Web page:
Purpose—In previous studies we developed two mechanical prototypes of steerable catheters: the Sigma, which uses joysticks to actuate two steerable tip segments, and the Epsilon, which has a handle that is an enlarged version of the tip. In this study, we present a first performance evaluation of the prototypes in the cardiac environment. The evaluation was carried out by an expert user, an electrophysiologist with over 20 years of experience, to obtain insight in clinically relevant factors. Methods—Two experiments were conducted. In the first experiment, the Sigma was used in a passive beating heart setup connected to pumps with a saline solution and camera visualization, and compared with the expert’s past experience with conventional steerable catheters. In the second experiment, the Sigma was used in an active beating heart setup with blood perfusion through the coronary arteries and echo visualization, and compared with the Epsilon prototype. The prototype was evaluated through questionnaires on task performance, catheter usability, and workload. After each of the experiments, the catheter characteristics were evaluated via a survey and followed by an in-depth interview. Results & Conclusions—The expert user found the passive beating heart setup to more successful than the active beating heart setup for the purpose of this experiment, with insightful visualization while the heart was in beating condition. The steerability of the prototypes was experienced as useful and clinically relevant. Based on the questionnaires and interview we were able to identify future design improvements and developments for the steerable catheter prototypes.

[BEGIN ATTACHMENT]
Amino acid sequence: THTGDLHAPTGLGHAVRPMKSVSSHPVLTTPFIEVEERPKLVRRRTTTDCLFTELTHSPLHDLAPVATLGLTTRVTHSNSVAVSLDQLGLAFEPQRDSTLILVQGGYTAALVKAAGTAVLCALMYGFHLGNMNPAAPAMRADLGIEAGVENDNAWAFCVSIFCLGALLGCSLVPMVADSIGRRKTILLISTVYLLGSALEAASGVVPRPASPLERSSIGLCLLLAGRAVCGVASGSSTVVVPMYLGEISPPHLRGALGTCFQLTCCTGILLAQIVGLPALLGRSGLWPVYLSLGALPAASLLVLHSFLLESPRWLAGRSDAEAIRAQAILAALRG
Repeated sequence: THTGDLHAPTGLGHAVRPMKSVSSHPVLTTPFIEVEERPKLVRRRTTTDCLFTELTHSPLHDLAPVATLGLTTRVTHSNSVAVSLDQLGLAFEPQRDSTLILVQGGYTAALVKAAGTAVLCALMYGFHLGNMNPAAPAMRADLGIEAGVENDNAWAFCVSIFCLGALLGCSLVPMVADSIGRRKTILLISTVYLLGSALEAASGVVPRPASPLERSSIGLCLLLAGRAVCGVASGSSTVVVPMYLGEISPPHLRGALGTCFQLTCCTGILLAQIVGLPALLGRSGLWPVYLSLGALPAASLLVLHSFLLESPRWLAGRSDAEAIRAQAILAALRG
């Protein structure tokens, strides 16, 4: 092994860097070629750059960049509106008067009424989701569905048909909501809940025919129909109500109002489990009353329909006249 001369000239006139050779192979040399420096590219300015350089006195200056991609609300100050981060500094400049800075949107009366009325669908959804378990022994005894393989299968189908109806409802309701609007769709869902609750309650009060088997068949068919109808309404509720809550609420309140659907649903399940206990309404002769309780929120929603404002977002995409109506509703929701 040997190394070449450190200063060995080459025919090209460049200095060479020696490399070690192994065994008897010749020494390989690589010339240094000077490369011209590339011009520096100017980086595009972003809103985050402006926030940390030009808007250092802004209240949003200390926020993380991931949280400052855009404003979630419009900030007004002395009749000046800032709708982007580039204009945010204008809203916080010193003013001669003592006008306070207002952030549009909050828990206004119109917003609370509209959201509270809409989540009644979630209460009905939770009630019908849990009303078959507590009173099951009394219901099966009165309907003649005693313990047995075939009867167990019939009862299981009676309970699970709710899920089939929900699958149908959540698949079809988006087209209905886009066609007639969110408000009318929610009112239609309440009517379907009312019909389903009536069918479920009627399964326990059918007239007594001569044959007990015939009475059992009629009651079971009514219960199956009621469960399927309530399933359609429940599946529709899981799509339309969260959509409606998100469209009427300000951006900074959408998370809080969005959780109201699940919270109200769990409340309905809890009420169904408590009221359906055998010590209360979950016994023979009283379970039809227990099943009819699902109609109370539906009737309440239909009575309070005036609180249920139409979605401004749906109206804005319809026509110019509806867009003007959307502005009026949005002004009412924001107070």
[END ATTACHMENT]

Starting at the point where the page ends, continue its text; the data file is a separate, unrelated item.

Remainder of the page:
Expert opinion, Evaluation, Steerable catheter, Beating heart, Catheter design.
dx.doi.org/10.1007/s13239-020-00499-3, hdl.handle.net/1765/133578
Cardiovascular Engineering and Technology
Department of Cardiology

Ali, A, Szili-Török, T, Stijnen, M., Breedveld, P, & Dodou, D. (2020). First Expert Evaluation of a New Steerable Catheter in an Isolated Beating Heart. Cardiovascular Engineering and Technology, 11(6), 769–782. doi:10.1007/s13239-020-00499-3